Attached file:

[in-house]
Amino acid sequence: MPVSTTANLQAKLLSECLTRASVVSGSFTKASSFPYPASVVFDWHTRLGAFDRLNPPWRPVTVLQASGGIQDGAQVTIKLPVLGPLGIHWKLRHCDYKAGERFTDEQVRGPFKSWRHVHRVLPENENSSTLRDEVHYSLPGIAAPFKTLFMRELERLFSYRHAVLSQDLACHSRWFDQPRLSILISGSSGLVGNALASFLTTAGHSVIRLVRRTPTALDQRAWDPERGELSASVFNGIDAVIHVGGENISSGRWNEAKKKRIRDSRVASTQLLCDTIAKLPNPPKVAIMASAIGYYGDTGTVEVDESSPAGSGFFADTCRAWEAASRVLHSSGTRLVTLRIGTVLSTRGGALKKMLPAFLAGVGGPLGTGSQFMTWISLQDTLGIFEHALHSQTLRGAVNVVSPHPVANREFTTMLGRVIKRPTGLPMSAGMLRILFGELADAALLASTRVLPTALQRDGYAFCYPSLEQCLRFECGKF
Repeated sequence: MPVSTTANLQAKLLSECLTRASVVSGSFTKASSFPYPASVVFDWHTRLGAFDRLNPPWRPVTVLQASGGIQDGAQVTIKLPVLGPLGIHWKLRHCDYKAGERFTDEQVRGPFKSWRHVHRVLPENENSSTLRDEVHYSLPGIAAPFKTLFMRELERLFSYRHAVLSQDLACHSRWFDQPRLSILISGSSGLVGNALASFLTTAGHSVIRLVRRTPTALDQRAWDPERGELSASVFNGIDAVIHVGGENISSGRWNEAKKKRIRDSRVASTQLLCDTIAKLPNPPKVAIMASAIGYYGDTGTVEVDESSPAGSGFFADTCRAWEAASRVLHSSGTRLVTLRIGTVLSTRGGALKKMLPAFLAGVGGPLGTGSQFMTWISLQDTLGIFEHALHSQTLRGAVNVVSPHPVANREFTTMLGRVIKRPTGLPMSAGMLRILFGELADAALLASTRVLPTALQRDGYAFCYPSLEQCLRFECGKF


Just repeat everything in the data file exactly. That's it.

[in-house]
Amino acid sequence: MPVSTTANLQAKLLSECLTRASVVSGSFTKASSFPYPASVVFDWHTRLGAFDRLNPPWRPVTVLQASGGIQDGAQVTIKLPVLGPLGIHWKLRHCDYKAGERFTDEQVRGPFKSWRHVHRVLPENENSSTLRDEVHYSLPGIAAPFKTLFMRELERLFSYRHAVLSQDLACHSRWFDQPRLSILISGSSGLVGNALASFLTTAGHSVIRLVRRTPTALDQRAWDPERGELSASVFNGIDAVIHVGGENISSGRWNEAKKKRIRDSRVASTQLLCDTIAKLPNPPKVAIMASAIGYYGDTGTVEVDESSPAGSGFFADTCRAWEAASRVLHSSGTRLVTLRIGTVLSTRGGALKKMLPAFLAGVGGPLGTGSQFMTWISLQDTLGIFEHALHSQTLRGAVNVVSPHPVANREFTTMLGRVIKRPTGLPMSAGMLRILFGELADAALLASTRVLPTALQRDGYAFCYPSLEQCLRFECGKF
Repeated sequence: MPVSTTANLQAKLLSECLTRASVVSGSFTKASSFPYPASVVFDWHTRLGAFDRLNPPWRPVTVLQASGGIQDGAQVTIKLPVLGPLGIHWKLRHCDYKAGERFTDEQVRGPFKSWRHVHRVLPENENSSTLRDEVHYSLPGIAAPFKTLFMRELERLFSYRHAVLSQDLACHSRWFDQPRLSILISGSSGLVGNALASFLTTAGHSVIRLVRRTPTALDQRAWDPERGELSASVFNGIDAVIHVGGENISSGRWNEAKKKRIRDSRVASTQLLCDTIAKLPNPPKVAIMASAIGYYGDTGTVEVDESSPAGSGFFADTCRAWEAASRVLHSSGTRLVTLRIGTVLSTRGGALKKMLPAFLAGVGGPLGTGSQFMTWISLQDTLGIFEHALHSQTLRGAVNVVSPHPVANREFTTMLGRVIKRPTGLPMSAGMLRILFGELADAALLASTRVLPTALQRDGYAFCYPSLEQCLRFECGKF